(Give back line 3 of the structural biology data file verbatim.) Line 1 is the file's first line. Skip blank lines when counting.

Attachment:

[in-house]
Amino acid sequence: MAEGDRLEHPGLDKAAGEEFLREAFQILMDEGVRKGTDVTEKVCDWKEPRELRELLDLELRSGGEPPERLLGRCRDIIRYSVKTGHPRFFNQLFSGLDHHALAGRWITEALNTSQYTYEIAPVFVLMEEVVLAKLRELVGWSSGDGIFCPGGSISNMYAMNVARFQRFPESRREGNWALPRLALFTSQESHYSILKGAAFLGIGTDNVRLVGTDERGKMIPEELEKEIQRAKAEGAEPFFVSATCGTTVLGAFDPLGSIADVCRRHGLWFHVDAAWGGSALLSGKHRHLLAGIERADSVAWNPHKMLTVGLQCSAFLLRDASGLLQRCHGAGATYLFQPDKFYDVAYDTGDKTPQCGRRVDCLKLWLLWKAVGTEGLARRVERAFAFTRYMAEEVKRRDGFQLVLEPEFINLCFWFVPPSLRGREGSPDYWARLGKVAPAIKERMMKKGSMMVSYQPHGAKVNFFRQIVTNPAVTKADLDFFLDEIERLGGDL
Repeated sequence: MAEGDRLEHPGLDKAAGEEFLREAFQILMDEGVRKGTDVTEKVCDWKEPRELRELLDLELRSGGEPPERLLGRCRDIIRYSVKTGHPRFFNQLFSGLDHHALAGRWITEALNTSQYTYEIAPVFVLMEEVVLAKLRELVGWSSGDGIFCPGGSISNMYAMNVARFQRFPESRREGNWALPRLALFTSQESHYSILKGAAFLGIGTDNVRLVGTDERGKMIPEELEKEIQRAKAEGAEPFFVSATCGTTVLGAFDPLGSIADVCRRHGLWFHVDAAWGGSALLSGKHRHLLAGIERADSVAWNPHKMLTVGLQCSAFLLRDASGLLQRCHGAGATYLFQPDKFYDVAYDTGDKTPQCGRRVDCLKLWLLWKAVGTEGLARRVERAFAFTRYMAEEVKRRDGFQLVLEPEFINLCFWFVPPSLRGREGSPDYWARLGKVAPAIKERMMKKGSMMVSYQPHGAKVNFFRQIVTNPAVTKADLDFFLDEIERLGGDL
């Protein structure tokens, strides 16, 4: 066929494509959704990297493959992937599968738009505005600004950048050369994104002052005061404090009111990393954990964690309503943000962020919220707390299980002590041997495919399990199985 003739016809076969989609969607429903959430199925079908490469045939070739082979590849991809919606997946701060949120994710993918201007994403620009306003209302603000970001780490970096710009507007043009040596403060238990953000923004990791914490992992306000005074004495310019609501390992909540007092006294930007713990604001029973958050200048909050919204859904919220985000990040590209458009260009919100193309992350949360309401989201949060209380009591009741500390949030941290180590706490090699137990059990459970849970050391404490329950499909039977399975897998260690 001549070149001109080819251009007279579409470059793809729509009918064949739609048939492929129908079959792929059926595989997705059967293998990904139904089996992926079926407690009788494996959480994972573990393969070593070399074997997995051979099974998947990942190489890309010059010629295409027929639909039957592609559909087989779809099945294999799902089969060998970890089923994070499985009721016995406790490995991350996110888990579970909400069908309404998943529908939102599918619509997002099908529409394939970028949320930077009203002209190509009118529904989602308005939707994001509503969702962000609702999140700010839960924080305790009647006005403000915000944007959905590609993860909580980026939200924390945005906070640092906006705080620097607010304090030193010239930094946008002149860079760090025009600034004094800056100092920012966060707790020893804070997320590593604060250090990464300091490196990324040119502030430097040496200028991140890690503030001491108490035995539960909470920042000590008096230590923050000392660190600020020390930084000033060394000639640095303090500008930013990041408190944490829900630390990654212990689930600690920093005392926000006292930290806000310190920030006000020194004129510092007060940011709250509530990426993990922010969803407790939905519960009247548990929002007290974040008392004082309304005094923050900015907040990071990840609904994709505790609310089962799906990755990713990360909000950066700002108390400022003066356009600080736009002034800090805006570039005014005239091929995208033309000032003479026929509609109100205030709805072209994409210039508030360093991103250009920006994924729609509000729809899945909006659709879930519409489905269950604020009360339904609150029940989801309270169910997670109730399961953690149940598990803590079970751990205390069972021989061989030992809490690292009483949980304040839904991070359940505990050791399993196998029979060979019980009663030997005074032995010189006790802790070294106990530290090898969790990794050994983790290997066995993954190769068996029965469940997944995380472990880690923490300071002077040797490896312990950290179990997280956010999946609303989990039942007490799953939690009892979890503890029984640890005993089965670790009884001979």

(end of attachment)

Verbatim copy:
Repeated sequence: MAEGDRLEHPGLDKAAGEEFLREAFQILMDEGVRKGTDVTEKVCDWKEPRELRELLDLELRSGGEPPERLLGRCRDIIRYSVKTGHPRFFNQLFSGLDHHALAGRWITEALNTSQYTYEIAPVFVLMEEVVLAKLRELVGWSSGDGIFCPGGSISNMYAMNVARFQRFPESRREGNWALPRLALFTSQESHYSILKGAAFLGIGTDNVRLVGTDERGKMIPEELEKEIQRAKAEGAEPFFVSATCGTTVLGAFDPLGSIADVCRRHGLWFHVDAAWGGSALLSGKHRHLLAGIERADSVAWNPHKMLTVGLQCSAFLLRDASGLLQRCHGAGATYLFQPDKFYDVAYDTGDKTPQCGRRVDCLKLWLLWKAVGTEGLARRVERAFAFTRYMAEEVKRRDGFQLVLEPEFINLCFWFVPPSLRGREGSPDYWARLGKVAPAIKERMMKKGSMMVSYQPHGAKVNFFRQIVTNPAVTKADLDFFLDEIERLGGDL